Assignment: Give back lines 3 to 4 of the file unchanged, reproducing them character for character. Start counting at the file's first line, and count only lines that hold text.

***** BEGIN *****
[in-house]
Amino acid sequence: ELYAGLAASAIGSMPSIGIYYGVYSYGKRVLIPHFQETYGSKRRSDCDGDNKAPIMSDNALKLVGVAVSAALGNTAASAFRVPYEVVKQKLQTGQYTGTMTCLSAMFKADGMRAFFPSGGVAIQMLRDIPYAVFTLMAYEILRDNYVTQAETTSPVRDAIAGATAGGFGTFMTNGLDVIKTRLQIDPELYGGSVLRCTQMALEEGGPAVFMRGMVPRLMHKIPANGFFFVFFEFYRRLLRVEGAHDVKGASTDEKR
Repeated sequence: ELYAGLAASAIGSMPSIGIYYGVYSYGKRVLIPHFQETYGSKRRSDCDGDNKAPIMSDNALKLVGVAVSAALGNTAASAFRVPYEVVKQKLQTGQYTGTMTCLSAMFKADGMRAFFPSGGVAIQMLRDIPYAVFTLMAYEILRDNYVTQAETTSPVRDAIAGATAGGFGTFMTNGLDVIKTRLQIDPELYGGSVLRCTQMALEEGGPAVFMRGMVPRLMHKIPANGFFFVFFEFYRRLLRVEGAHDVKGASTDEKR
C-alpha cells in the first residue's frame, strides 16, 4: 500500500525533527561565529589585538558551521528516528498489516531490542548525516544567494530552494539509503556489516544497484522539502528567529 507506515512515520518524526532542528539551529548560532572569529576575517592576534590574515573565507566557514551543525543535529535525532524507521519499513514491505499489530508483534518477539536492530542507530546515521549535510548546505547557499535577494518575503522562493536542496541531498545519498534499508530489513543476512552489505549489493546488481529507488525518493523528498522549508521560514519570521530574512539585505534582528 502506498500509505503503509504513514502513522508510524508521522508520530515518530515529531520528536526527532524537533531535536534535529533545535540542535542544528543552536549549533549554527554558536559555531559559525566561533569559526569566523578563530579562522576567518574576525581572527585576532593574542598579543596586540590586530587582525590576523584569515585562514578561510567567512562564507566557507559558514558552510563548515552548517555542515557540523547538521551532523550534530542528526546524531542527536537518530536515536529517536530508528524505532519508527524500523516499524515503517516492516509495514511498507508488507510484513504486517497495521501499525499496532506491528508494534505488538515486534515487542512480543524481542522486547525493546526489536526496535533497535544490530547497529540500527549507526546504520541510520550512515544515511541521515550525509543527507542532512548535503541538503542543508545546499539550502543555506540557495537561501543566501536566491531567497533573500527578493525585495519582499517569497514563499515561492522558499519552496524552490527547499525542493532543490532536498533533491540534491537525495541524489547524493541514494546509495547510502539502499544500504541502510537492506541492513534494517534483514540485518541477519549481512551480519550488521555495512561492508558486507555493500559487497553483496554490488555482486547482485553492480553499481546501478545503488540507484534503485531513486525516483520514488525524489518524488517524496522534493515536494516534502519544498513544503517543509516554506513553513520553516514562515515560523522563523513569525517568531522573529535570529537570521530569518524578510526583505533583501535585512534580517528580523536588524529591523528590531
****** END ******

Repeated sequence: ELYAGLAASAIGSMPSIGIYYGVYSYGKRVLIPHFQETYGSKRRSDCDGDNKAPIMSDNALKLVGVAVSAALGNTAASAFRVPYEVVKQKLQTGQYTGTMTCLSAMFKADGMRAFFPSGGVAIQMLRDIPYAVFTLMAYEILRDNYVTQAETTSPVRDAIAGATAGGFGTFMTNGLDVIKTRLQIDPELYGGSVLRCTQMALEEGGPAVFMRGMVPRLMHKIPANGFFFVFFEFYRRLLRVEGAHDVKGASTDEKR
C-alpha cells in the first residue's frame, strides 16, 4: 500500500525533527561565529589585538558551521528516528498489516531490542548525516544567494530552494539509503556489516544497484522539502528567529 507506515512515520518524526532542528539551529548560532572569529576575517592576534590574515573565507566557514551543525543535529535525532524507521519499513514491505499489530508483534518477539536492530542507530546515521549535510548546505547557499535577494518575503522562493536542496541531498545519498534499508530489513543476512552489505549489493546488481529507488525518493523528498522549508521560514519570521530574512539585505534582528 502506498500509505503503509504513514502513522508510524508521522508520530515518530515529531520528536526527532524537533531535536534535529533545535540542535542544528543552536549549533549554527554558536559555531559559525566561533569559526569566523578563530579562522576567518574576525581572527585576532593574542598579543596586540590586530587582525590576523584569515585562514578561510567567512562564507566557507559558514558552510563548515552548517555542515557540523547538521551532523550534530542528526546524531542527536537518530536515536529517536530508528524505532519508527524500523516499524515503517516492516509495514511498507508488507510484513504486517497495521501499525499496532506491528508494534505488538515486534515487542512480543524481542522486547525493546526489536526496535533497535544490530547497529540500527549507526546504520541510520550512515544515511541521515550525509543527507542532512548535503541538503542543508545546499539550502543555506540557495537561501543566501536566491531567497533573500527578493525585495519582499517569497514563499515561492522558499519552496524552490527547499525542493532543490532536498533533491540534491537525495541524489547524493541514494546509495547510502539502499544500504541502510537492506541492513534494517534483514540485518541477519549481512551480519550488521555495512561492508558486507555493500559487497553483496554490488555482486547482485553492480553499481546501478545503488540507484534503485531513486525516483520514488525524489518524488517524496522534493515536494516534502519544498513544503517543509516554506513553513520553516514562515515560523522563523513569525517568531522573529535570529537570521530569518524578510526583505533583501535585512534580517528580523536588524529591523528590531